Exercises in ChemProt and network pharmacology
During this session you will have hands-on training on our new web-server,
ChemProt. ChemProt gives you bioactivity information associated to small
compounds. One specificity of ChemProt is that you can get biological information for a protein
when is part of disease complexes.
The second part of the exercise will focus on the network pharmacology profile of a
specific drug compound, based on protein-protein interaction data extracted from
the InWeb interactome network of CBS. The networks will be visualized and analyzed using Cytoscape.
The query drug is citalopram, which is a well-known antidepressant defined as SSRI
(Selective Serotonin-Reuptake Inhibitor).
⇒ Go to the ChemProt server
⇒ Type Citalopram in the "Type a compound name:" field or paste in the SMILES for the Citalopram in the
text box (1).
Click on Submit (2).
The output of ChemProt contains known bioactivity information associated to this drug that is gathered from diverse sources and for different species.
Small molecules that are structurally similar to the query compound are also given at the end of the list.
By moving the cursor on the Compound ID (in pink) you can see the 2D structure and general physico-chemical properties associated to the compound.
By clicking on Disease Complexes (last column) you will be directed to a server that takes the protein
target as input and retrieves its protein-protein interaction complexes. If you click on a complex, you can see both the schematic
view of the network as well as relevant biological information from a variety of sources (OMIM, GO terms, HPA,...).
Q1: How many proteins associated to Citalopram?
Hint: You can download the output file and sort the information by proteins in Excel
Click on one disease complex associated to a protein target (e.g. Human Dopamine Receptor D4).
Q2: What are the diseases associated to this target?
Q3: In which tissues is its protein-protein interaction complex essentially expressed?
Network pharmacology of citalopram
You need to download and install this version of Cytoscape 2.6.3 to get the plugins to work.
In the second part of the exercise, we will use Cytoscape to visualize and analyze the network pharmacology of the antidepressant citalopram.
We gathered from the literature 49 genes annotated to citalopram and used them as queries to form a protein-protein interaction network. The output network consists of 629 proteins with 4141 interactions.
First, you need to download the following plugins for Cytoscape:
NetworkAnalyzer.zip (Download and unzip
it and save the all 24 JAR-files in your plugin-directory.
Mac OS X /Applications/Cytoscape_v2.6.0/plugins
Windows XP C:/Program Files/Cytoscape_2.6.0/plugins)
MCODE v.1.31 (install from Cytoscape)
jActiveModules.jar v. 2.23 (install from Cytoscape)
The two last plugins can be downloaded directly from Cytoscape: (Plugins ⇒ Manage Plugins ⇒ Analysis)
To visualize the citalopram network, open Cytoscape and load the file citalo_ppi.cys by selecting from the menu: File--> Open --> citalo_ppi.cys.
Network layout and nodes selection
You can try different layouts (circular, organic, hierarchical and random) by selecting the appropriate layout in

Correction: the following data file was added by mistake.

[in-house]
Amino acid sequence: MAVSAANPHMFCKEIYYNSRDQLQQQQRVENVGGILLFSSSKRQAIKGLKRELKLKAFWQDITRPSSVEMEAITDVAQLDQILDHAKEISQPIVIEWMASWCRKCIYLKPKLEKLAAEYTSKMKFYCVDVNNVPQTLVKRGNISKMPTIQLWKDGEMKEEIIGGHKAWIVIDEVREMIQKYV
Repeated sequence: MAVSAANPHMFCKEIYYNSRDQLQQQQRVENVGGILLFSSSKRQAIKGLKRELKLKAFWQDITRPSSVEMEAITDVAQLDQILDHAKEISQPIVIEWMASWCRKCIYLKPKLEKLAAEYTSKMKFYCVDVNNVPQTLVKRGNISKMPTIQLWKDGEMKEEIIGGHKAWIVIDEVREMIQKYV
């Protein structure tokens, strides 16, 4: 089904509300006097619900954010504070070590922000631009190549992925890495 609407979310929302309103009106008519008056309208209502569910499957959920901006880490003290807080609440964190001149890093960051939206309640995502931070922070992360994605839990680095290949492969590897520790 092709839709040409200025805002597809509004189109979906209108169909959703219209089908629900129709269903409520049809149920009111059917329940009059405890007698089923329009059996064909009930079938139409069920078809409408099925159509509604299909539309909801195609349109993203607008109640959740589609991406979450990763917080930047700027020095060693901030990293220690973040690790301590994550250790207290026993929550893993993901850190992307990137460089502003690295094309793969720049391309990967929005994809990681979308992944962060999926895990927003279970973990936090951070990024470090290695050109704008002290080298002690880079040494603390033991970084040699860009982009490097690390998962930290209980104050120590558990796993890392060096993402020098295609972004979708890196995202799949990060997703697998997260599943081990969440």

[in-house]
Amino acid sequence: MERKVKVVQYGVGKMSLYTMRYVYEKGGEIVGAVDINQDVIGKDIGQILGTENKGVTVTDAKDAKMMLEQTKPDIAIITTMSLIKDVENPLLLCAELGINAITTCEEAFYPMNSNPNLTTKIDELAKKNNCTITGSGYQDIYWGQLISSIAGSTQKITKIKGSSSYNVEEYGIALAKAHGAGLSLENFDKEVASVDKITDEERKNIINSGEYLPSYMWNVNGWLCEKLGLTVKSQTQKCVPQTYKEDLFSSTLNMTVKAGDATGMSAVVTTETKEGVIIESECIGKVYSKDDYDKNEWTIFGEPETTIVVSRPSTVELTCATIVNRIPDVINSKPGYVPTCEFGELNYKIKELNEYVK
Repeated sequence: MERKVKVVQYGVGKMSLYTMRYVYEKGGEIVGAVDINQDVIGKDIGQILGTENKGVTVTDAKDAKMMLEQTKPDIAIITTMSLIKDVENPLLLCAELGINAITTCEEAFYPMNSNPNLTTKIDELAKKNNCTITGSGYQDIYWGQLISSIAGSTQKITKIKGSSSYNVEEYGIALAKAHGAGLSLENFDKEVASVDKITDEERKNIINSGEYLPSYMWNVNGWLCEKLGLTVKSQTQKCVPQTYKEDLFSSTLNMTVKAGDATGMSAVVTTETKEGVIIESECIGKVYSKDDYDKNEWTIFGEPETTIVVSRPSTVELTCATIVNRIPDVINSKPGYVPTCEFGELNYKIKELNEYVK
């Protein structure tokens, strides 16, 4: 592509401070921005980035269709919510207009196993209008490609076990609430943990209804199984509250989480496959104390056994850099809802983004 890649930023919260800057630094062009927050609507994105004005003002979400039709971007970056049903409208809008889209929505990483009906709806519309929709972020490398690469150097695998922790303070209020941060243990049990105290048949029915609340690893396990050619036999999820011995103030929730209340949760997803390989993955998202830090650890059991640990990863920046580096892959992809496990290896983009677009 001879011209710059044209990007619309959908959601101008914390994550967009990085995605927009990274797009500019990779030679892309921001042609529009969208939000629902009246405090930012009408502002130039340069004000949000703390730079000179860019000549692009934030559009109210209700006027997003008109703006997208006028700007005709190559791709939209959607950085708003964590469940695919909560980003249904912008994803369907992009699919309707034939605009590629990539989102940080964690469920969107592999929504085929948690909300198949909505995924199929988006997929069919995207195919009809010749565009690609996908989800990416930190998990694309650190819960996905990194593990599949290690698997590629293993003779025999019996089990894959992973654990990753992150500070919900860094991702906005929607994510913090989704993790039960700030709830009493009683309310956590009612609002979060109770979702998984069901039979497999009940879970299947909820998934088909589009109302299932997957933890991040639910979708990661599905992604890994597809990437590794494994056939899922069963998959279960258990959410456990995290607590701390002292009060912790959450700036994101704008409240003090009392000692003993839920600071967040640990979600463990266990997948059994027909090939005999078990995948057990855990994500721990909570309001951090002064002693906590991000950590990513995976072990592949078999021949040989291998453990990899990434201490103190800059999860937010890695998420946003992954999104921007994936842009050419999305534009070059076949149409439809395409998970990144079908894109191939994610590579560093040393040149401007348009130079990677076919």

the "yFiles" under Layout. One of the most common layouts for network biology is the organic layout (similar to the spring layout).
In the main Cytoscape window (with the network view) you can select and move nodes by clicking and dragging them with the left mouse button.
Each node has an ID label. The node representing serotonin transporter is number 14424. Instead of searching by ID we can change the
search option by clicking on:
Now we can search after gene names (5).
- Configure search option (1)
- click on dropdown menu (2)
- change to Label (3)
- click on Apply (4)
Enter SLC6A4 in the search field (5) and node 14424 will be highlighted in yellow on the network.
Then you can select the first neighbors of this node: Select --> Nodes --> First neighbors of selected nodes. You should see a network with several yellow nodes in the center.
- Q4: How many proteins interact directly with SERT (SLC6A4)?
- Q5: Have these proteins been already associated to SERT in the literature? (search in PubMed)
- Q6: Have they been associated to citalopram?
In this part you will work with the NetworkAnalyzer plugin.
First deselect all nodes in the network (just click somewhere on the white space). Then apply the NetworkAnalyzer
plugin to the network by selecting Network Analysis from the Plugins menu followed by Analyze Network (treat the
network as undirected). Ignore the update version of Networkanalyzer (press OK). This should open a "Simple Parameters" window with some statistics. Browse through the various network statistics/parameters and try to answer the following questions:
- Q7: What is the average degree (connectivity) of the network?
- Q8: What is the network diameter, radius and density?
NetworkAnalyzer Online Help
Identification of clusters
As the average cluster coefficient is relatively high, we expect that some clusters in the network are formed. We will try to identify clusters using the MCODE algorithm.
To start MCODE: Plugins--> MCODE --> Start MCODE. At the bottom of the MCODE panel (bottom left), click Analyze.
This will identify several complexes. By clicking on complex 1, the complex will be highlighted in yellow on the network
- Q9: Is SERT or a protein neighborhood of SERT part of the cluster?
- Q10: How many proteins are included in this cluster?
- Q11: After both exercises, what do you think about the definition of citalopram as a SSRI (Selective Serotonin-Reuptake Inhibitor)?